Used with permission of the author: Originally published in November of 2015, this article was written by Willem Vandenberg (Varnadi das), who joined ISKCON in Amsterdam in 1990. He served in the Bhaktivedanta Book Trust in Sweden as a translator and editor and as a manager of one of its sub-complexes. After officially leaving ISKCON in 2010 he went on to further his career as a computer programmer in higher education. He now lives in Texas and enjoys life reading, writing, and traveling the world.



Deciding Your Comfort Zone


The topic of meat consumption remains one of deep concern for many former followers of the Hare Krishna cult. For those who weren’t vegetarians before they joined the cult, this is often the only one of the four “regulative principles”[1] they take with them. Not all do so for the same reason, though.

As there are different ways to leave the cult, there are different reasons to change or not change adopted and learned behavior. Some leave and literally break with everything the cult stood for, giving up everything connected to the cult: the good, the bad, and the ugly. In some cases, of course, this means they throw out the baby with the bath water. Others leave the cult on a particular level only, abandoning only what they do not like or disagree with, usually centered on the politics of management or what they consider outdated social mores disguised as philosophy. A very small portion of former followers aren’t really “former” followers at all. Regardless of their misery, they remain within the fold of the cult – albeit on the far fringes – only out of guilt and the fear that leaving may bring about calamity and rob them from attaining their spiritual goal.

All the folks coming and going in this way have their own outlook on the principle of vegetarianism. Many converts were vegetarians before they joined the cult and remain so after they leave. Their reasons for being vegetarian may have changed in the interim, but, if so, will often fall back to the pre-cult core values and principles once free from dogma. The majority of converts, however, became vegetarian because of the cult’s requirements. A small portion of those, when they leave, will revert to eating meat again. The remainder usually remains vegetarian. Both do so for various reasons.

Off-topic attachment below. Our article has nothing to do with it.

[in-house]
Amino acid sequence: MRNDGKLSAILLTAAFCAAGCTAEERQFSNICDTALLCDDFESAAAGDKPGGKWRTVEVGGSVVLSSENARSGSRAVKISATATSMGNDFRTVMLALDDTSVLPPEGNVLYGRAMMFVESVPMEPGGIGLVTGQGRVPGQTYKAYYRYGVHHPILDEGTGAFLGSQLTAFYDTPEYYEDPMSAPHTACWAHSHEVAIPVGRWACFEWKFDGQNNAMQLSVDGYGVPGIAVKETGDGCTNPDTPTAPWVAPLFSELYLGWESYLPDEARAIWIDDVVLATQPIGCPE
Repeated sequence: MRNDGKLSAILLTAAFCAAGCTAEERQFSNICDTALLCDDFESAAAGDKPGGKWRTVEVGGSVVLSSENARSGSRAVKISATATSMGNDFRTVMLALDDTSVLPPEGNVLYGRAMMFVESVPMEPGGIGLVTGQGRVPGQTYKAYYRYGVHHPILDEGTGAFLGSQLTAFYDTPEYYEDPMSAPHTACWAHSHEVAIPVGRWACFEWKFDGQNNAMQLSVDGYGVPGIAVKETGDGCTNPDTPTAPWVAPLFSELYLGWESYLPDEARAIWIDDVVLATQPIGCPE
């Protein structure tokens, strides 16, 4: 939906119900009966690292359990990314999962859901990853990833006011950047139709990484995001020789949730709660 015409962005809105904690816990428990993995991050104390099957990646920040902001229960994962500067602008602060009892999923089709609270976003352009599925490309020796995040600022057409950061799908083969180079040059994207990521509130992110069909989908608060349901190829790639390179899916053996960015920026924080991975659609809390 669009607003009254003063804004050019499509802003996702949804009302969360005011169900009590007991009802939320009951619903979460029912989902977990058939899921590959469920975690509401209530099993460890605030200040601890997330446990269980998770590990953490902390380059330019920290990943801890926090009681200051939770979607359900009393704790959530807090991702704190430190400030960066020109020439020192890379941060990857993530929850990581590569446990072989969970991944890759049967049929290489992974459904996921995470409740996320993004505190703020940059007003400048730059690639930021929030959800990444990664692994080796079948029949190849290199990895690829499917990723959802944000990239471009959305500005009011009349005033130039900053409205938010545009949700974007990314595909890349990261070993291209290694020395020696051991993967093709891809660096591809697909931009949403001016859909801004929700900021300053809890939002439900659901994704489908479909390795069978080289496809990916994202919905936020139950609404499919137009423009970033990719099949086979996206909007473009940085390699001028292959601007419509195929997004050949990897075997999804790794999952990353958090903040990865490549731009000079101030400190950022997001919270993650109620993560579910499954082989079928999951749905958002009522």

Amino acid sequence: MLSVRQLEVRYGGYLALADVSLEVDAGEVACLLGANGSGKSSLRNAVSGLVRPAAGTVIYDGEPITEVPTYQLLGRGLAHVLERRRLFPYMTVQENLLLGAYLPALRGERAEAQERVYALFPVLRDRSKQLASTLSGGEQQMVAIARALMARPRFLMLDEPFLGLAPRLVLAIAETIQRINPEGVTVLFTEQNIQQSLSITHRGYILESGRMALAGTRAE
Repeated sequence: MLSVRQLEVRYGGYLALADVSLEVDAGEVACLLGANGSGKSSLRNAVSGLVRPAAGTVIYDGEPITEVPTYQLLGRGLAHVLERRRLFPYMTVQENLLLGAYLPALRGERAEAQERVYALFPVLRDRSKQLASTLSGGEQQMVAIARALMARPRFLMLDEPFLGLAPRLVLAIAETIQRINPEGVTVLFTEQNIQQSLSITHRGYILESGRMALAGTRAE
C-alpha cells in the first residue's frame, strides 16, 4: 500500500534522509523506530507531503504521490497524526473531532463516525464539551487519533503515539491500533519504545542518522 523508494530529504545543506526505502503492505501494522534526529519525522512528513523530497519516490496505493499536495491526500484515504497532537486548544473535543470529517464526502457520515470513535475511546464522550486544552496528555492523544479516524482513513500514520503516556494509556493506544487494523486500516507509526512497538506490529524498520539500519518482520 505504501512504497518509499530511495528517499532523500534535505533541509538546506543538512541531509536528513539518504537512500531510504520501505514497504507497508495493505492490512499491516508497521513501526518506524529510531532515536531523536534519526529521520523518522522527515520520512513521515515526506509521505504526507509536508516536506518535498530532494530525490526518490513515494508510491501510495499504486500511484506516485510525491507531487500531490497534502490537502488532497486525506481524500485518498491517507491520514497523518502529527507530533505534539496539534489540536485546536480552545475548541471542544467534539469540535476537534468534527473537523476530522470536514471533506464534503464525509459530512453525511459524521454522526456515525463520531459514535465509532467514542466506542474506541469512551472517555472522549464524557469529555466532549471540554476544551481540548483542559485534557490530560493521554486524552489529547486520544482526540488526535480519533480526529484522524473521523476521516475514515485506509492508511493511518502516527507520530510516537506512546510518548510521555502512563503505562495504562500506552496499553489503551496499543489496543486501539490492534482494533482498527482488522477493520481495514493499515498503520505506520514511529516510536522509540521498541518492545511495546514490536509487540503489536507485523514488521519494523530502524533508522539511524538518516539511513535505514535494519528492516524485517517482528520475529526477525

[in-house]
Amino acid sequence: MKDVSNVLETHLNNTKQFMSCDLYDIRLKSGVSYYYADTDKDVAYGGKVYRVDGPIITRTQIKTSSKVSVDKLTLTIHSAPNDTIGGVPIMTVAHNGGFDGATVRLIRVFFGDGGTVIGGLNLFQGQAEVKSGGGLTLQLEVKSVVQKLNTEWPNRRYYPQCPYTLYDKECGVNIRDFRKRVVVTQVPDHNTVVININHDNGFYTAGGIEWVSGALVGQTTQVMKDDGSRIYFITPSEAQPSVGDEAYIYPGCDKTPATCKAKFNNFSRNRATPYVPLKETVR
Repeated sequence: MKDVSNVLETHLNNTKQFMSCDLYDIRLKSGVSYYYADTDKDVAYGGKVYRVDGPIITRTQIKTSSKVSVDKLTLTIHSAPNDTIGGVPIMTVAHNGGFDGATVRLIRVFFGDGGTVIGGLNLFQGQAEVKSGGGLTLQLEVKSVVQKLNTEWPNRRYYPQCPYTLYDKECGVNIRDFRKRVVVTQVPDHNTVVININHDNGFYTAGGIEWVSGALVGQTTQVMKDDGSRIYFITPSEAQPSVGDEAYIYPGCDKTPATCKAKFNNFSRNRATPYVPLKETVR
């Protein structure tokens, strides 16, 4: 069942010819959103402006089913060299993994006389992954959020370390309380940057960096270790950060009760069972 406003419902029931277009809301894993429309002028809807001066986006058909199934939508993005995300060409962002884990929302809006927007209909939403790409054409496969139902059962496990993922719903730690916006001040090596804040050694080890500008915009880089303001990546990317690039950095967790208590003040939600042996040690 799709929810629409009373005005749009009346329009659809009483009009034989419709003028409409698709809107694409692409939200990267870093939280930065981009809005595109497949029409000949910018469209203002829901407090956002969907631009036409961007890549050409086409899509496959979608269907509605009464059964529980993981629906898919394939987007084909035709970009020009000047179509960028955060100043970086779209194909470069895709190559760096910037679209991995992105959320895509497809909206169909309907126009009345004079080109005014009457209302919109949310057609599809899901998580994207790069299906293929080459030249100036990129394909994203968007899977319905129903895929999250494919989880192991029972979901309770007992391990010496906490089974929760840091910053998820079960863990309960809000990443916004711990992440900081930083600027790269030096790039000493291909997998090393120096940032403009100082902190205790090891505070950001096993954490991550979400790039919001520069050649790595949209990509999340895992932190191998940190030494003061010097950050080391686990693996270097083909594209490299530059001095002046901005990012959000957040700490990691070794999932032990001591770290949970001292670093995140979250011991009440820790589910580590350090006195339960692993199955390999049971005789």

Some remain vegetarian because, despite their distance from the cult’s culture and tenets, they cannot remove themselves from the simple existential implication of the cult’s philosophy that states that if you eat meat (and particularly beef), you go to hell. Others prefer the ahimsa (non-violence) aspect of the philosophy and therefore abstain. Some remain true to the claim that god does not accept offerings of meat, while others connect with the perceived suffering involved in the slaughter of certain living beings for food. There usually is no one specific reason. There is, however, a lot of misleading information as far as the cult’s requirement for vegetarianism is concerned, and those deriving their stance on it from this information do well to educate themselves, so they can re-align their values and principles – if so desired.

So I’d like to get this cleared up first. The Hare Krishna cult makes the case for vegetarianism based on three main points:

  • The founder’s interpretation of select verses of their canonical scriptures and supporting scriptures
  • The cult-given impression that, scripturally, the taking of any life is inherently sinful and subject to unimaginable punishment, both in this world and in the hereafter